Florida Hospitals Face ICU Bed Shortages as State's Coronavirus Cases Continue to Soar
As Florida continues to see a surge of coronavirus cases, hospitals across the state are struggling to keep up with the influx of sick patients.
According to the Agency for Health Care Administration, 54 hospitals in Florida have zero available beds in their intensive care units, while another 40 hospitals have less than 10 percent bed availability in their ICUs.
Ten of the hospitals with no ICU beds available are located in the Miami-Dade County, the state's current COVID-19 hotspot.
Miami-Dade County Mayor Carlos Gimenez told CNN last week that most of the county's hospital beds and intensive care units have reached capacity with patients. "Our ventilator usage has gone up, close to 200 now, so we definitely had a sharp increase in the number of people going to the hospital,” Gimenez said.
In the last seven days, more than 77,000 positive coronavirus cases were logged by the Florida Department of Health.
According to the New York Times database, Florida has at least 301,802 confirmed COVID-19 cases as of Thursday morning, while over 4,500 people in the state have died.
On Thursday, Florida saw its deadliest day yet since the pandemic began, with 156 fatalities, according to NBC News.
Prior to that, the state's single-day record for confirmed coronavirus cases was set on Sunday, when the state reported 15,000 new cases.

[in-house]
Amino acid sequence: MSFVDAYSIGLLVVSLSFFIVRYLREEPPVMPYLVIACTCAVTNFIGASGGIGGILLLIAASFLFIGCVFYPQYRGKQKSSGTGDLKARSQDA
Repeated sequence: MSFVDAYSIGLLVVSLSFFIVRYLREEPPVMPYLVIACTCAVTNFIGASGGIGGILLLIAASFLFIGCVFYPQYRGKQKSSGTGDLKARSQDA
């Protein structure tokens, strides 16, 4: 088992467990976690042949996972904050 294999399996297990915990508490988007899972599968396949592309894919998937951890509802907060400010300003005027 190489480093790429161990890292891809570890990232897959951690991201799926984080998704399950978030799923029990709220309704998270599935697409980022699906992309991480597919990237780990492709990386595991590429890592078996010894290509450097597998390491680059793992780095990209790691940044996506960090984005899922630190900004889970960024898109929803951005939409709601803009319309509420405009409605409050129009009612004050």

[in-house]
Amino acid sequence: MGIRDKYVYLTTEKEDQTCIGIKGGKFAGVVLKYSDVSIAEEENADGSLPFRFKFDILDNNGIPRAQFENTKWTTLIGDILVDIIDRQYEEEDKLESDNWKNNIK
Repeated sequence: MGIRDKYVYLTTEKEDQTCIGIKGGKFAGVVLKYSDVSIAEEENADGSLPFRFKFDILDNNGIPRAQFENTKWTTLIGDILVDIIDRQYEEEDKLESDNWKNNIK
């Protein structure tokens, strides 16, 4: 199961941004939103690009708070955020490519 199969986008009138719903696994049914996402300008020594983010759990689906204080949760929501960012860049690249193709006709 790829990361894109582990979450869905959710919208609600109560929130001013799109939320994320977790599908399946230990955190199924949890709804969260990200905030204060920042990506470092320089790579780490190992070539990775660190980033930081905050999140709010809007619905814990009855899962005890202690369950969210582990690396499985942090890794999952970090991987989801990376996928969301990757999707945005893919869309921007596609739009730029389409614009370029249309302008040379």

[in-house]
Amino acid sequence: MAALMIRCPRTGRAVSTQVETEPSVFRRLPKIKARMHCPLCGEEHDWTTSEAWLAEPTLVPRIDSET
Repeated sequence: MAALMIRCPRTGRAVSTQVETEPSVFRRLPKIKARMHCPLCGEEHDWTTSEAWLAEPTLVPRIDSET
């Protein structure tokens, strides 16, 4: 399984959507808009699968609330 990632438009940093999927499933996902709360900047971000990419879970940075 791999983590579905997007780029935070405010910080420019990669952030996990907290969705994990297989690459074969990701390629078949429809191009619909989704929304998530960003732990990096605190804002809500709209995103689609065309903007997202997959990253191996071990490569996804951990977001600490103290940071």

According to the state's Department of Health, nearly 143,000 people were tested on Saturday in Florida with 11.25 percent of the results coming back positive for coronavirus.
Dr. Anthony Fauci, the director of the National Institute of Allergy and Infectious Diseases, issued a warning to Americans about how the numbers could get much higher if the coronavirus continues to spread at this rate.
“I would not be surprised if we go up to 100,000 a day if this does not turn around,” Fauci said while testifying at Senate hearings in June. “And so I am very concerned.”
“I can't make an accurate prediction, but it is going to be very disturbing,” he added. “I will guarantee you that because when you have an outbreak in one part of the country, even though in other parts of the country they're doing well, they are vulnerable.”
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